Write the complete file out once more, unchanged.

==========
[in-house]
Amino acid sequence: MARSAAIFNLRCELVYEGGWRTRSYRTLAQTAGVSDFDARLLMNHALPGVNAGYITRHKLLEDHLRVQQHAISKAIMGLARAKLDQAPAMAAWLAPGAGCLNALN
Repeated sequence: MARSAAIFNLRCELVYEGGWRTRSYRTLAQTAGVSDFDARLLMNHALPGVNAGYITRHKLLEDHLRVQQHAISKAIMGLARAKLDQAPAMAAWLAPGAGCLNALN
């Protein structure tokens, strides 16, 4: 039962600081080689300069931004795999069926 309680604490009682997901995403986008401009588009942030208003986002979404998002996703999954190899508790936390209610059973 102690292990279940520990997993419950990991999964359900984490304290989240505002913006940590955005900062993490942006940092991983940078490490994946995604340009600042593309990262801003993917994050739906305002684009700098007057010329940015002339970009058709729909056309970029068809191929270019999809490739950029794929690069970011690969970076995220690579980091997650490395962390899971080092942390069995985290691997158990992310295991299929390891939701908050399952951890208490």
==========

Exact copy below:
[in-house]
Amino acid sequence: MARSAAIFNLRCELVYEGGWRTRSYRTLAQTAGVSDFDARLLMNHALPGVNAGYITRHKLLEDHLRVQQHAISKAIMGLARAKLDQAPAMAAWLAPGAGCLNALN
Repeated sequence: MARSAAIFNLRCELVYEGGWRTRSYRTLAQTAGVSDFDARLLMNHALPGVNAGYITRHKLLEDHLRVQQHAISKAIMGLARAKLDQAPAMAAWLAPGAGCLNALN
């Protein structure tokens, strides 16, 4: 039962600081080689300069931004795999069926 309680604490009682997901995403986008401009588009942030208003986002979404998002996703999954190899508790936390209610059973 102690292990279940520990997993419950990991999964359900984490304290989240505002913006940590955005900062993490942006940092991983940078490490994946995604340009600042593309990262801003993917994050739906305002684009700098007057010329940015002339970009058709729909056309970029068809191929270019999809490739950029794929690069970011690969970076995220690579980091997650490395962390899971080092942390069995985290691997158990992310295991299929390891939701908050399952951890208490």